How do you calculate Customer Retention?
Various definitions of retention exist such as, the act of keeping in your possession, The act of retaining; or the state of being retained; the power to retain; capacity for retaining.
When one speaks of retention one typically speaks of retaining a customer whether an individual or a company.
Retention certainly receives a tremendous amount of discussion in all industries, rightfully so because of the key role it has in the financial success of every organization and that given that it costs much less and has a much greater impact on the profitability of the company to retain a customer than to acquire a new customer.
• Do you know what your organizations customer retention numbers are?
• Do you know how to accurately calculate customer retention?
• Do you know how to measure the financial impact of customer retention?
Let’s start with some retention statistic fundamentals:
• It is referred to in a percentage format and tells you what portion of your customers stayed as customers in the past year.
• To calculate your retention percentage accurately you should be using 12 months of data. This can be rolling twelve months of data or Calendar based
The most common misconception is that the retention percentage is derived by adding total cancellations in a year and dividing by the year end customer total.
But this does not take many variables into consideration.
Make a 12 month chart and record in each month the following as per the chart below
Total Cancelled Customers (23338) / Average Beginning Customers (101535) = Attrition of .2298 or 22.98%
The Retention percentage is 1 – .2298 = .7702 or 77.02%
In other words you are turning over your entire customer base once every 5 years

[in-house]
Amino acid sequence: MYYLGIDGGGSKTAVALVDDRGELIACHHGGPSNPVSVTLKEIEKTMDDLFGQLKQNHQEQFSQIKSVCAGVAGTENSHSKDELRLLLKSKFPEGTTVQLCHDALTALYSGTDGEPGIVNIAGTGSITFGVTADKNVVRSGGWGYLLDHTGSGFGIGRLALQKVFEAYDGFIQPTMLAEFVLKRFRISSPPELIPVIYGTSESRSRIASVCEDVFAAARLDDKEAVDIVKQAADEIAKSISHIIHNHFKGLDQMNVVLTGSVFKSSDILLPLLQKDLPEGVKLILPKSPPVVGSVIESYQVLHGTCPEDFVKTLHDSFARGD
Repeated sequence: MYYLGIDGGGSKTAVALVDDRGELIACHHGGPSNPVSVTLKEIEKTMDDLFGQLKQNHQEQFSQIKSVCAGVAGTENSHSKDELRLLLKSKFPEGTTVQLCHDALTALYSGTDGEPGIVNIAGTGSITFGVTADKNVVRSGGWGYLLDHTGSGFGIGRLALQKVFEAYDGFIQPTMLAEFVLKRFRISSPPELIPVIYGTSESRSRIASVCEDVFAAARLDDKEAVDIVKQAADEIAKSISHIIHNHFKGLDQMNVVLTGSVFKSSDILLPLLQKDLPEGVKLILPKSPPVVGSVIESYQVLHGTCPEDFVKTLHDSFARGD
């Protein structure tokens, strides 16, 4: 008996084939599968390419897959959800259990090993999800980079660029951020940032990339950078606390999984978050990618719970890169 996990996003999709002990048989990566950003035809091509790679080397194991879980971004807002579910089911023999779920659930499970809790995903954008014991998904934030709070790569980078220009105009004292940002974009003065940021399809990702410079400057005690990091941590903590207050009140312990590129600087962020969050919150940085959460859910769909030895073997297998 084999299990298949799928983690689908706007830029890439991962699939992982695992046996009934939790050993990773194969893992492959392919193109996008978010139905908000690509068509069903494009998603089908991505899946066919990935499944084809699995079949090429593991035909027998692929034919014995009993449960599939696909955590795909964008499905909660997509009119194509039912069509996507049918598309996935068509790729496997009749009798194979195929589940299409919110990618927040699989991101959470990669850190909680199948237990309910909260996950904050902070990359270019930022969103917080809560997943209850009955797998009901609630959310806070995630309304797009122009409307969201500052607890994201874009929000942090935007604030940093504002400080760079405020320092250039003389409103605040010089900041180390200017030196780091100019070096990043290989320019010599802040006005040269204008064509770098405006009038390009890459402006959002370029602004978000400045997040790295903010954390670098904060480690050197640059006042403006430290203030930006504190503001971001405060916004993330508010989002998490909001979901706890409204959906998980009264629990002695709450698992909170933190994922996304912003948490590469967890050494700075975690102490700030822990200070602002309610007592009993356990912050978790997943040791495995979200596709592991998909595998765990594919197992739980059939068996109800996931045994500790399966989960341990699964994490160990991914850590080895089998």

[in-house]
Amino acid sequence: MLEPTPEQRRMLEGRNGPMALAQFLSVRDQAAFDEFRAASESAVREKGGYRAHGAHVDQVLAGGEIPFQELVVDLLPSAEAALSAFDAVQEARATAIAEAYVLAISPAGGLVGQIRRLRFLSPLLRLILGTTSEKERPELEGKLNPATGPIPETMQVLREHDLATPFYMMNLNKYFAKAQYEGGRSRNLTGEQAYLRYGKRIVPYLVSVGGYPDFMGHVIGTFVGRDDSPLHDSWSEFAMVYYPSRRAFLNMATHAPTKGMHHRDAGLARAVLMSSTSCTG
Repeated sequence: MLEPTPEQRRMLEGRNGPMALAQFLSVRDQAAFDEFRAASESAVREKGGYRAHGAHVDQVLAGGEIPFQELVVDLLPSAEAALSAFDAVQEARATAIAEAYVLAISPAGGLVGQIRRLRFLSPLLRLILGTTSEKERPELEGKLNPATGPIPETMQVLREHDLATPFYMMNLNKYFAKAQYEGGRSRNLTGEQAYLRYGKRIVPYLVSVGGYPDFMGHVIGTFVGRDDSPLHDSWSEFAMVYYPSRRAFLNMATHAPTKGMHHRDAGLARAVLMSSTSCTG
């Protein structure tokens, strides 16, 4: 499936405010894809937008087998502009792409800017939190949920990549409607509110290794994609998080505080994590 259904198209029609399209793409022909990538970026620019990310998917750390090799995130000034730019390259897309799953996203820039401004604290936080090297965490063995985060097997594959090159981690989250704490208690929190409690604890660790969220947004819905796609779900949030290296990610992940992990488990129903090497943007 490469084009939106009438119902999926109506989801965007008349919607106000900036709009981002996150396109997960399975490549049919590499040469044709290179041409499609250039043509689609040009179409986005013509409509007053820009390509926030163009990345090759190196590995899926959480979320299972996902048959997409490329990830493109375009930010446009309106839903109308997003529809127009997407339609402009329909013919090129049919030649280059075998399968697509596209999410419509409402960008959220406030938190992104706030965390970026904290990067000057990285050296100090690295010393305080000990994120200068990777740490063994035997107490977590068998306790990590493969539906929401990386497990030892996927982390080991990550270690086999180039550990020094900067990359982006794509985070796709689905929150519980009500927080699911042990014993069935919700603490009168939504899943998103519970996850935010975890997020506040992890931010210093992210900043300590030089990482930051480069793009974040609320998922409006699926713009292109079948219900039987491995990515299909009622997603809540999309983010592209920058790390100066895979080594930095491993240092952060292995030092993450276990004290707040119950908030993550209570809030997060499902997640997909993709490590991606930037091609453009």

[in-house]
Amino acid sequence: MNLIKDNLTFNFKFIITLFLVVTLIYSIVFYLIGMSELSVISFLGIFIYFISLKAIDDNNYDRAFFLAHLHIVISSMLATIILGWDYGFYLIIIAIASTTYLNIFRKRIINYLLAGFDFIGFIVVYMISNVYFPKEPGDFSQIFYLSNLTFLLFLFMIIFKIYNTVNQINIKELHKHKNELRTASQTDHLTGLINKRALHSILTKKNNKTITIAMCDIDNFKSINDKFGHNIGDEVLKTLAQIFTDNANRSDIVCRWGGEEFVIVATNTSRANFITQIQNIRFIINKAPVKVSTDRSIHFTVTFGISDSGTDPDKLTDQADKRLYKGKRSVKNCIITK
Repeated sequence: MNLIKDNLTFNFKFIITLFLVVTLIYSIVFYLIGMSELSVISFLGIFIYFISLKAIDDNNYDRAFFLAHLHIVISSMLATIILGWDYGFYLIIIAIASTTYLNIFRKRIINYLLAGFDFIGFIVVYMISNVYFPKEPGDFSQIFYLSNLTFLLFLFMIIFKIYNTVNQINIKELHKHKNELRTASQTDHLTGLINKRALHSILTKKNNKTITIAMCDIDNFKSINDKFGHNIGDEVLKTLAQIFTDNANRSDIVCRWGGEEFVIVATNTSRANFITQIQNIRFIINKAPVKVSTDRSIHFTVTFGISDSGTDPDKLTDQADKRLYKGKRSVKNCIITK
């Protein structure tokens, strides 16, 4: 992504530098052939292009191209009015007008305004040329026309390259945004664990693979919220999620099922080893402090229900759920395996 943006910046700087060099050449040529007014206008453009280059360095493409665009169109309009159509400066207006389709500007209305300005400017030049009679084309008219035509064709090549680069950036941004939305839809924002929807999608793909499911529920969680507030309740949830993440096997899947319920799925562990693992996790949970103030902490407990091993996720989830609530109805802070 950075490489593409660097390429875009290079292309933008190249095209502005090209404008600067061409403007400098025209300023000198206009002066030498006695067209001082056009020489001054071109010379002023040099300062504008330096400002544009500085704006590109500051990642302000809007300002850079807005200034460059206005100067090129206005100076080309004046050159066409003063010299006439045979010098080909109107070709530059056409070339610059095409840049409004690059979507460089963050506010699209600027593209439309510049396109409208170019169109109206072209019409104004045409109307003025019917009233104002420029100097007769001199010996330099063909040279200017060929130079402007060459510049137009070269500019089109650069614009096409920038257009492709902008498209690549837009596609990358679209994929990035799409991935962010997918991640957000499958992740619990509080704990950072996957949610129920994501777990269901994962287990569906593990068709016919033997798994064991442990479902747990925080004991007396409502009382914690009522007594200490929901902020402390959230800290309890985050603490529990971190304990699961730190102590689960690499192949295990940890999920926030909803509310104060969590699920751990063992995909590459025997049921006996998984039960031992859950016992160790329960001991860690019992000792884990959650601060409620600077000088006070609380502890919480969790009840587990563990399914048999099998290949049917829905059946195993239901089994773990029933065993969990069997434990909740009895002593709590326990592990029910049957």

Your retention percentage is an important management tool and should be measured monthly on a rolling 12 month basis. Why is this important?
• What gets measured is more likely to be acted upon.
• Your retention numbers are an excellent indicator of your operational success and can validate or direct you to areas that need more attention.
• It can help you to develop future operational strategies.
• You can better track trends in your company over time.
Finally, and this is extremely important, knowing your retention numbers will enable you to budget, justify and then evaluate the cost of your retention improvement initiatives.
• Imagine if your average customer lifetime value is $1,000. This means that every year you lose $1,000 X (times) number of customer cancels of 23,338 = $23,338,000.00.
• Imagine if you can improve your attrition rate by a mere 100 basis points or 233 customers X times $1,000 = $233,380.
• Think of reducing your customer losses by 5% = 1167 customers retained with a value of $1,000 per customer is = $1,166,900 WoW
Investing in retention makes good business sense. However, knowing your numbers is the first step in determining what action to take and is a key indicator on the success of actions taken.